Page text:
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Had overnight stay on top floor at back of building. Lift was working on arrival but was due for routine maintenance next day. It's a very long climb to floor 5. Not for the unfit or infirm. Aside from there being no view, the room...More
If you are in Edinburgh for the festivals, I suggest that you should go to the Royal Overseas League in Princes Street for one of their excellent concerts by young artists.
We went for two delightful concerts by Australian artists and especially enjoyed a Bach...More
Attended a mozart concert when a selection of other composers featured so was not surprised when there was no tea available, only coffee, after the event finished!!
Reception staff were good but the other staff appeared to have difficulty after the event
There's no better base for an Edinburgh Festival goer than the ROSL at 100 Princes St. I stay here every year at Festival time. It's cosy, safe and very friendly, though modest and far from luxurious. Full breakfast included. I feel relaxed and right at...More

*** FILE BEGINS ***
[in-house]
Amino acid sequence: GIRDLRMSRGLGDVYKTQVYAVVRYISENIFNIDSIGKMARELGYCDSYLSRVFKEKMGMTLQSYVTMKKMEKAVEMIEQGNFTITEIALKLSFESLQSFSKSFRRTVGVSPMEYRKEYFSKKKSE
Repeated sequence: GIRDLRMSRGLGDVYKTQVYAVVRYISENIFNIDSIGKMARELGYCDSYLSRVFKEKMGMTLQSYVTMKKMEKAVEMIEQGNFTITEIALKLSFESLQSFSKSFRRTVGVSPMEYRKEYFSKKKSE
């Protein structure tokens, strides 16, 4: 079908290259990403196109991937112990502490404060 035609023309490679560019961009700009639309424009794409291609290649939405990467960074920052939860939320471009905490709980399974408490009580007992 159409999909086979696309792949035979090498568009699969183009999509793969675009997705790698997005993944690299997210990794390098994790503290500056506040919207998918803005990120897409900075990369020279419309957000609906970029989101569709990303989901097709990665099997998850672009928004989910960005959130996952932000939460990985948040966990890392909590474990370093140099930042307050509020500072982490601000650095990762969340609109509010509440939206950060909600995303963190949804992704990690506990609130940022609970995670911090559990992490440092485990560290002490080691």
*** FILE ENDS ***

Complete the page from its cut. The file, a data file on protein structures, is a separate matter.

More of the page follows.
Bed was very bad, and when we complained they said they will be replacing them soon.
Its in a great location and the staff are so helpful. Breakfast was great and we werent rushed out like in most places. Please update the rooms and I'll...More
USD 110 - USD 228 (Based on Average Rates for a Standard Room)
Star rating provided by Expedia.
Number of rooms
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Glaswegians tease Edinburghers that their High Street is only half one, since buildings only line one side. But what they don’t say is how extraordinary the views are from Princes Street as a result. From here you look onto expansive and decorative public gardens beneath the mighty basalt cliffs on which Edinburgh’s Castle stands proud above the rest of the dramatic old town skyline. Yet many of those on Princes Street look
the other way, as they’re concerned with chain store shopping or catching the tram or a train at main train station Waverley. But it’s not all utility here; the Scottish National Gallery rewards purposeless wandering, and December’s huge winter market in the gardens begins a season of revelry which ends with Hogmanay, Britain’s largest New Year’s street party.